US Death of Georges Floyd: The police officer Derek Chauvin fixed on his conviction this Friday
Prosecutors: New trial not merited for ex-cop in Floyd death
MINNEAPOLIS (AP) — Prosecutors say the former Minneapolis police officer convicted of murder and manslaughter in George Floyd's death should not be granted a new trial because the proceedings were fair and Derek Chauvin was found guilty by an impartial jury, according to a court document filed Wednesday. The state's document came in response to defense requests to grant Chauvin a new trial and to hold a hearing to question jurors about alleged misconduct. Among other things, defense attorney Eric Nelson said intense pretrial publicity, alleged prosecutorial misconduct and some decisions by the court made it impossible for Chauvin to get a fair trial.
Twelve, twenty, thirty years in prison? The American police officerwill be fixed Friday on his sentence, . The scale of penalties in Minnesota provides for a minimum of 12 and a half years in prison for the 45-year-old white agent, which was incarcerated at the announcement of the verdict.
But Justice Peter Cahill, who will pronounce the sentence at 1:30 pm (20:30 in France) in a Minneapolis court, selected four aggravating circumstances, paving the way for a significantly heavier sentence. The policeman "abused his position of trust and authority", "treated George Floyd with great cruelty", acted in the presence of minors and "committed his crime in a meeting", wrote the magistrate upstream of The hearing.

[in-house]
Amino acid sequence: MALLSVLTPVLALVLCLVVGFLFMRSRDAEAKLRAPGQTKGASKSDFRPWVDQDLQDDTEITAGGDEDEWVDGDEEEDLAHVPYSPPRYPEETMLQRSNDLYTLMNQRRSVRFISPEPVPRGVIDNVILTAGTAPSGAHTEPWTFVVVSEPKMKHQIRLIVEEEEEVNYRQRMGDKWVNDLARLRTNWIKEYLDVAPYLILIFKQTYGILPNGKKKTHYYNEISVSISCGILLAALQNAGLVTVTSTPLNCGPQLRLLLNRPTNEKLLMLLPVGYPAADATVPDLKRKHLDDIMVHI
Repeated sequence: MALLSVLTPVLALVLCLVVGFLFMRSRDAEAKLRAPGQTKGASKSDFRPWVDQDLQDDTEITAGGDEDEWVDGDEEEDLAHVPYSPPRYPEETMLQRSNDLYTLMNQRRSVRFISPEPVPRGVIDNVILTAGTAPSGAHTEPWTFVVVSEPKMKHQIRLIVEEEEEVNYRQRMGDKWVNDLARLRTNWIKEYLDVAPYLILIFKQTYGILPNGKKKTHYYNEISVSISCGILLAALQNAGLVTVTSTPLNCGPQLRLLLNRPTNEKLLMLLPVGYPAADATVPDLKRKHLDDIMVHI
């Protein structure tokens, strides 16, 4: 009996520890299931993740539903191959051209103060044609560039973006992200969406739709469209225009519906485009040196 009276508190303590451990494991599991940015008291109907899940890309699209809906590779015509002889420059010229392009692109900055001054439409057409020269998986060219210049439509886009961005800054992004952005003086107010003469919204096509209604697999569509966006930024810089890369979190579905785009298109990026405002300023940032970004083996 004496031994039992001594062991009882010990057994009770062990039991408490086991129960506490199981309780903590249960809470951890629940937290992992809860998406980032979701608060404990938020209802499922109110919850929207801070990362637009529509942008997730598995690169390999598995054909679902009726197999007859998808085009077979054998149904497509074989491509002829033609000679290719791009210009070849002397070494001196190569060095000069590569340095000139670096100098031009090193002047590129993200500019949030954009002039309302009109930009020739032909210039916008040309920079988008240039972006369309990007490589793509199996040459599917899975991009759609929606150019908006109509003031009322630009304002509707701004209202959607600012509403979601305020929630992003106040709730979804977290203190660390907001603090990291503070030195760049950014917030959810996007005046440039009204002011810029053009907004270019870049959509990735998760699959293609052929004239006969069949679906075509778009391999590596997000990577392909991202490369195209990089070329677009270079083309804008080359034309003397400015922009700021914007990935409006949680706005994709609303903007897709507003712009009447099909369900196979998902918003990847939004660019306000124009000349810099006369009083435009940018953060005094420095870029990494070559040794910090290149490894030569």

Derek Chauvin sentencing: Former police officer faces prison time for the murder of George Floyd
Derek Chauvin, the former police officer who killed George Floyd on a Minneapolis street last year, is set to be sentenced Friday to a potentially lengthy prison stay. © Provided by CNN Chauvin, 45, was convicted in April on charges of second-degree unintentional murder, third-degree murder and second-degree manslaughter for his role in Floyd's death. Prosecutors for the state of Minnesota requested a 30-year prison sentence, saying it "would properly account for the profound impact of Defendant's conduct on the victim, the victim's family, and the community," according to a sentencing memo.
podcast. Death of George Floyd: Minneapolis at the time of the trial that divides America
on May 25, 2020, Derek Chauvin and three colleagues had wanted to stop the black quadmenwood, suspected of having elapsed a false $ 20 bill in the big city from the north of the United States. To master it, they had handcuffed her and plated on the ground in the street. Installed with a knee on his neck, Derek Chauvin had maintained his pressure for nearly ten minutes, indifferent to the rales ofbut also to the supplications of trampled passers-by.
Video: Death of George Floyd: One year later, the fight against racism and police violence continues (euronews)
there will be remedies
the scene, filmed and put online by A girl, had quickly become viral. Confined for weeks, crowds were mass tripled in the streets of the United States, but also beyond, to claim the end of racism and police violence. It took weeks for the mobilization falls back but the debates on these issues remain keen in the United States, where President Joe Biden is slow to realize the reforms promised during his campaign.